Treat dupilumab-induced ocular surface disease aggressively
Aggressive therapies can treat dupilumab-induced ocular surface inflammation and, depending on the severity of the inflammation, can allow a patient to continue use of the dermatologic therapy.
Preservative-free artificial tears, ointments at bedtime, punctal plugs and a short course of topical steroids can treat ocular surface symptoms caused by eczema treatment Dupixent (dupilumab, Regeneron/Sanofi), Ashley Brissette, MD, MSc, FRCSC, told Ocular Surgery News.
When ocular side effects of keratitis and conjunctivitis are severe or persistent, stopping dupilumab may be a consideration.
“However, I would discuss options with the dermatologist and the patient because, in my experience, the patients are very hesitant to stop this therapy because it helps significantly with their atopic symptoms,” Brissette said.
Dupilumab works by decreasing interleukin-13 (IL-13), which has benefits in atopy and asthma. However, IL-13 also stimulates goblet cells, which has negative effects on the ocular surface, Brissette said.
Nearly 30% of patients using dupilumab can develop conjunctivitis and keratitis, ranging from mild to severe, more often bilaterally but also unilaterally, according to Brissette.
“By taking a team-based approach, we can better understand the needs for treatment and in making decisions as a team as to whether or not to continue the prescribed medication,” she said.
Kenneth A. Beckman, MD, FACS, co-author of a case report on the topic published in 2019 and a Healio/OSN Board Member, suggested the addition of Xiidra (lifitegrast ophthalmic solution 5%, Novartis) to current steroidal therapies for patients with severe side effects.
The case report presented the results of a 37-year-old male patient who presented with severe conjunctivitis approximately 3 months after initiating therapy with dupilumab.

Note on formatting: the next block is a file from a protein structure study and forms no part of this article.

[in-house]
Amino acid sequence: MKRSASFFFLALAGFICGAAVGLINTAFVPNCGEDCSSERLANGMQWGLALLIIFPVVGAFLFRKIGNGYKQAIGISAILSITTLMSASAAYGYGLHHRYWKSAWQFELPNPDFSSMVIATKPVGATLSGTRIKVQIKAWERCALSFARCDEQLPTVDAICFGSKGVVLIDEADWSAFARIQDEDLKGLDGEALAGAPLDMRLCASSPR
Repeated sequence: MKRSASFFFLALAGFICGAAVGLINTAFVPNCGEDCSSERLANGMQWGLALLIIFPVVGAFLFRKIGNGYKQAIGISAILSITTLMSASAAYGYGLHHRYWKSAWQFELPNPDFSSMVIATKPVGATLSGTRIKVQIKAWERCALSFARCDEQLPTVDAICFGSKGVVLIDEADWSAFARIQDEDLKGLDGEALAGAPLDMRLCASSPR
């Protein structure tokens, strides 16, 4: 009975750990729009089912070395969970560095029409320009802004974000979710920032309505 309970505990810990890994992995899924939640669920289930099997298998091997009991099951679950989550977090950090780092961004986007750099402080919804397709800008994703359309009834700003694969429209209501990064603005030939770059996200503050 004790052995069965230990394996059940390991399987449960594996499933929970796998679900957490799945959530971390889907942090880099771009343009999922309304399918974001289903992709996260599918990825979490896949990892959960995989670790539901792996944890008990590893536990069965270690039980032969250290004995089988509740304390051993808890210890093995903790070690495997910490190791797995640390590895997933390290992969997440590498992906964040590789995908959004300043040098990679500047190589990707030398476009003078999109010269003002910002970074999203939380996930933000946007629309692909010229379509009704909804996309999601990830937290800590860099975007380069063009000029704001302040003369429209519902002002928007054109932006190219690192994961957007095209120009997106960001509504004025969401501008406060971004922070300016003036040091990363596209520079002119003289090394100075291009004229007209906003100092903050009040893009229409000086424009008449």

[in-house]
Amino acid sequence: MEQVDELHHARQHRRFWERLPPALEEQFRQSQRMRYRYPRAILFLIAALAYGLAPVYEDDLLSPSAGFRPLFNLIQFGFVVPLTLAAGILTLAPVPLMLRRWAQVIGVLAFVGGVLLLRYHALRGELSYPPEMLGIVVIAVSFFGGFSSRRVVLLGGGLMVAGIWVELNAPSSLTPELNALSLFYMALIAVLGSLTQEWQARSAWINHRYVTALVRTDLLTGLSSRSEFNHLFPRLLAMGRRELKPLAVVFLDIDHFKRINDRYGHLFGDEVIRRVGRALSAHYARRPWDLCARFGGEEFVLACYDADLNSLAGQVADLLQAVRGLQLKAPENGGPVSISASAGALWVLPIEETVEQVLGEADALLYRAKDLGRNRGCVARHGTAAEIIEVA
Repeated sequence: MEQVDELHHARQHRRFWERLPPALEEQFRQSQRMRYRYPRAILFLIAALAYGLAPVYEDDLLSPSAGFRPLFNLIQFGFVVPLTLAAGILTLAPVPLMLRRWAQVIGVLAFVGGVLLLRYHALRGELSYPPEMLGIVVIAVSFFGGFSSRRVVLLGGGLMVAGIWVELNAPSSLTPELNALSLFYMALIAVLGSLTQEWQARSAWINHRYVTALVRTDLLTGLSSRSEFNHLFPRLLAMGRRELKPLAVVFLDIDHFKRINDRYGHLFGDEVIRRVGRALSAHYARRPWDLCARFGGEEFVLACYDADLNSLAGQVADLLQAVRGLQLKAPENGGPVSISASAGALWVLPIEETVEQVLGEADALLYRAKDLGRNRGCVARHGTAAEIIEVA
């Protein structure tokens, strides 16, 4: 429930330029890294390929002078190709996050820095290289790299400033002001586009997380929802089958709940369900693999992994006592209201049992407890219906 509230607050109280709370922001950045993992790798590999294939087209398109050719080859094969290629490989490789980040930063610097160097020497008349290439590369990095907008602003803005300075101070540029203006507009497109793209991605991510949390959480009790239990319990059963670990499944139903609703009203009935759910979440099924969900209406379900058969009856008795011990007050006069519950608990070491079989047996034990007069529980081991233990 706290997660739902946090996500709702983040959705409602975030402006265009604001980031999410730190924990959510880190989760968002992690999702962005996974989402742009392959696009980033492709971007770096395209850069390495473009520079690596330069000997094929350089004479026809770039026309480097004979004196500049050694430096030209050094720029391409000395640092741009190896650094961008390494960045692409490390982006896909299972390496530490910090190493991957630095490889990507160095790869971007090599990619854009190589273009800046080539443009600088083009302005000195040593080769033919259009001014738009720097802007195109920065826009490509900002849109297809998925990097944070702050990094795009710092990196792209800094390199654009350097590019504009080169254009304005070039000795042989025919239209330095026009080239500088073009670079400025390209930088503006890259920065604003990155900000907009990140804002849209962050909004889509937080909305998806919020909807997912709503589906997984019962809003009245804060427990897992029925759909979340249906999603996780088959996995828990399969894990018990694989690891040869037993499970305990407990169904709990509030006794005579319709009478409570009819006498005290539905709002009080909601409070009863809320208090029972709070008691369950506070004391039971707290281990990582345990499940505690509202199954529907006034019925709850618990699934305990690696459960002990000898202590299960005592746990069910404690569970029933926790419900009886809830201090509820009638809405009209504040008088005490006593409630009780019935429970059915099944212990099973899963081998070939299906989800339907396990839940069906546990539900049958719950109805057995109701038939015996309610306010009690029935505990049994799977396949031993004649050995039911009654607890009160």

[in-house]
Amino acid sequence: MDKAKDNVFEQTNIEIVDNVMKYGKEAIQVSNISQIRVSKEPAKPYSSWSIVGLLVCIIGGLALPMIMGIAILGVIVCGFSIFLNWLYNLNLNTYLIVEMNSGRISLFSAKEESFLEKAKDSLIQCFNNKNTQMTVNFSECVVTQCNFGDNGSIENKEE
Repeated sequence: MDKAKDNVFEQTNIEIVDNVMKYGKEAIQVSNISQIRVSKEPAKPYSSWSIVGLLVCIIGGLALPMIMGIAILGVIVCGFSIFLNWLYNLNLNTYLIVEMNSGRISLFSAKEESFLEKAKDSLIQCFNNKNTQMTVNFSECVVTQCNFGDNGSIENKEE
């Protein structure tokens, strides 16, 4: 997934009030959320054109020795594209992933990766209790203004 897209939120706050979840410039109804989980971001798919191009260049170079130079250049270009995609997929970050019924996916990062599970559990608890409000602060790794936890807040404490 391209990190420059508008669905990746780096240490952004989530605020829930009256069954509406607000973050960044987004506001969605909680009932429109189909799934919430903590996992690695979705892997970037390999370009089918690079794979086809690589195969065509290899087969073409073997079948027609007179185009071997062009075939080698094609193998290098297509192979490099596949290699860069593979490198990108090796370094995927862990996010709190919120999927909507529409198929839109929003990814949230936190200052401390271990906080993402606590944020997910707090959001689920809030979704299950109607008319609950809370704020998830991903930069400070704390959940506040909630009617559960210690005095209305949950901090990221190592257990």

“Initially, his dry eyes, lid margin disease and inflammation were treated as a typical atopic patient with severe dry eyes. Steroids only partially treated his symptoms, and his symptoms returned upon discontinuing steroids. Even adding cyclosporine, which treated the inflammation and dry eye, did not resolve his symptoms,” Beckman told Ocular Surgery News.
Symptoms resolved once the patient was started on lifitegrast drops twice a day, he said.
Because of the drug’s strong effect on dermatitis, Beckman said he evaluates his patients upon starting dupilumab to manage their symptoms without taking them off the therapy.
“The vast majority, in my experience, already have some component of dry eyes and lid margin diseases, just from the atopic disease. Most are amenable to early intervention from an eye standpoint,” he said.
Beckman said he has yet to have a patient develop severe dupilumab-induced ocular surface disease if they were given lifitegrast before symptoms arose. If any symptoms present while on lifitegrast, they are usually mild and tolerable.
“None of my patients have elected to stop dupilumab as it has been so effective and the eye symptoms have remained tolerable,” he said. – by Robert Linnehan
- VIDEO: Chronic conjunctivitis from dupilumab requires aggressive treatment. www.healio.com/ophthalmology/cornea-external-disease/news/online/%7B6f2d355a-e660-4ae6-a612-2a93bf48b02f%7D/video-chronic-conjunctivitis-from-dupilumab-requires-aggressive-treatment. Published Jan. 30, 2020. Accessed March. 16, 2020.
- Zirwas MJ, et al. JAAD Case Rep. 2019;doi:10.1016/j.jdcr.2018.10.016.
- For more information:
- Kenneth A. Beckman, MD, FACS, can be reached at Comprehensive Eye Care of Central Ohio, 450 Alkyre Run Drive, No. 100, Westerville, OH 43209; email: firstname.lastname@example.org.
- Ashley Brissette, MD, MSc, FRCSC, can be reached at Weill Cornell Medicine, New York Presbyterian Hospital, 1305 York Ave., New York, NY 10021; email: email@example.com.
Disclosures: Beckman and Brissette report no relevant financial disclosures.